September 8, 2004
By Brian Bentley
The bloody War in Iraq paled in comparison to Tuesday's War of Words in the 2004 Presidential campaign. Vice President, Dick Cheney, veering off course like an errant Tomahawk cruise missile, suggested that a vote for John Kerry is a vote for weaker security, making it likely that we will be "hit again" with another U.S. mainland terrorist attack. In other words, if you want John Kerry for President, then you want to die.
A brittle and weary George W. Bush had no comment when asked about Cheney's remarks, as Cheney was apparently in hiding and unable to brief the President on what to say. Surprisingly enough, John Kerry also had nothing to say, letting his defiantly-perky running mate, John Edwards, do all the talking. Edwards said it was "inappropriate" for Cheney to "threaten the American people."
As the administration's deafening silence regarding this latest foray into the gutter of American politics leaves the Vice President to flap in the breeze, the usual assortment of right wing mouthpieces will soon be forced to unsay what Cheney said, because he didn't mean to say it so honestly. But that's what campaigns are all about today. Candidates hide behind the veil of "moderation" while subordinates are left to sling mud like chimpanzees. As cunning and ruthless a politician as they come, Cheney is hoping to raise the stakes even higher. MSNBC's Chris Matthews stated tonight, "This has become a one-issue campaign and if the American voters actually buy what Cheney is selling, then this election is over, now."
To further confuse the splintered fence sitters in the swing states, Democratic forces have finally responded to all things Swift Boat with a fresh and particularly effective campaign questioning George W. Bush's military service in Alabama. None of the men interviewed in the new series of TV spots ever remembered serving with George W., or even seeing him on the premises. At this point, with their candidate having taken a severe public beating for a month, the Democrats are best advised to fight as dirty as they can to survive. The American public has never been more easily distracted or frightened – whether it's scrutinizing old war records, or voting for old liars they are too afraid to question.
It is difficult to recollect a Presidential campaign in recent memory that has produced such polarity and raw vitriol. Zell Miller and Michael Moore are just opposite ends of the same one-sided coin. Their brand of Extreme politics isn’t exactly wooing that great American diva, the Undecided Voter. While good ol' Zell's fire and brimstone expansionist zeal drives Midwest moderates toward Kerry, Michael Moore's ill-advised, embarrassing appearance at the RNC was a self-indulgent, self-promoting misstep for the Party. As Pat Buchanan said recently, "Wow, you could not have gotten a better endorsement for Bush – this guy (Moore) as the sole representative for the Democrats at the other guy's convention."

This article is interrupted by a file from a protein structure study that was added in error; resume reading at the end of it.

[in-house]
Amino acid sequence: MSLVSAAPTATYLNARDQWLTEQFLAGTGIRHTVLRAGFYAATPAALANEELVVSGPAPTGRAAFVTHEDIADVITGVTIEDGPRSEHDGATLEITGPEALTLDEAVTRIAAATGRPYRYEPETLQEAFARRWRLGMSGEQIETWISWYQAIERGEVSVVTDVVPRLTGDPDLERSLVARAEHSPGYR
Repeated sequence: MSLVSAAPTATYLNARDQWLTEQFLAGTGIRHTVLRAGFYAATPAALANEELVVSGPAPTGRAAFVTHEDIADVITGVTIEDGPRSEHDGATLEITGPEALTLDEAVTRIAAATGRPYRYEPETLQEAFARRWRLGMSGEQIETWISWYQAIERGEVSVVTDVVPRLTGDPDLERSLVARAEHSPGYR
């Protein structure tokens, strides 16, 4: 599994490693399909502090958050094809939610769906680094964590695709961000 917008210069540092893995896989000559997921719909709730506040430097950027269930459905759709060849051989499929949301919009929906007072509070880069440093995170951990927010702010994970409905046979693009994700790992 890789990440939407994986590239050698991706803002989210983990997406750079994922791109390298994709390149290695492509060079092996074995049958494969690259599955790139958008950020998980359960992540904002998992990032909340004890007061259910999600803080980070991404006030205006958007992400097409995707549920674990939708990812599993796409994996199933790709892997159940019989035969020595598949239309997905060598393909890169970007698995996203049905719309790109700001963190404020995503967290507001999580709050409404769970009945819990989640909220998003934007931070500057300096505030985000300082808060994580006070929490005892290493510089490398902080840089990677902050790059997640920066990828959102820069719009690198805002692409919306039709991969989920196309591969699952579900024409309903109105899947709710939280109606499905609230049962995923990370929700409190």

Meanwhile Kerry's camp denies that the next print campaign will feature their candidate on milk cartons and Kerry continues to impress the world as a numbingly sterile public speaker, flatter than Michael Dukakis at a pancake breakfast. Last week, he again issued conflicting opinions on the war, leaving the casual observer to wonder how he ever hopes to define himself. Does he have a strategy for anything? What was he thinking when he scheduled his first official speech in response to the Republican convention, for after midnight, in the middle of nowhere, when few reporters would bother covering it?
It is no surprise that Kerry's boilerplate responses to Bush’s attacks are largely ignored by everyone in the media except The Los Angeles Times. While Bush is an unpredictable and quotable villain, Kerry is a press release, always on the defensive, using the same canned rhetoric. He suffers from a stubborn inability to switch gears when the situation demands stronger words and faster responses. This week, he has focused solely on economic and domestic issues because they are comfortable and safe topics, even when faced with the reality that those in the Midwest who have lost their jobs and livelihoods, still worry more about the War. With the air of an undertaker, Kerry appears stiff, robotic and dark, possessing more hair than passion. Never have the forces of good had a tougher sell.
On the other side, Bush obviously believes history can repeat itself and that he can steal another election. That's why he's currently lobbying hard for two presidential debates instead of three. What candidate of integrity wants the voters to be exposed to him less, rather than more?
John Kerry clearly has his work cut out for him. Bill Clinton is on injured reserve and cannot bail him out of the game. Kerry's unstable wife had a recent meltdown on the campaign trail and was hospitalized. Big John is also a Massachusetts Democrat. These are not good signs at the moment. Those who know Kerry, say he is best when the chips are down and his back is against the wall. Maybe he is luring Bush into overconfidence, a political rope-a-dope. Or maybe Kerry is just frozen, like a deer in headlights. At this point, his best chance is to pray that Dick Cheney keeps blurting out the truth, because truth is the one thing that George W. Bush can’t handle.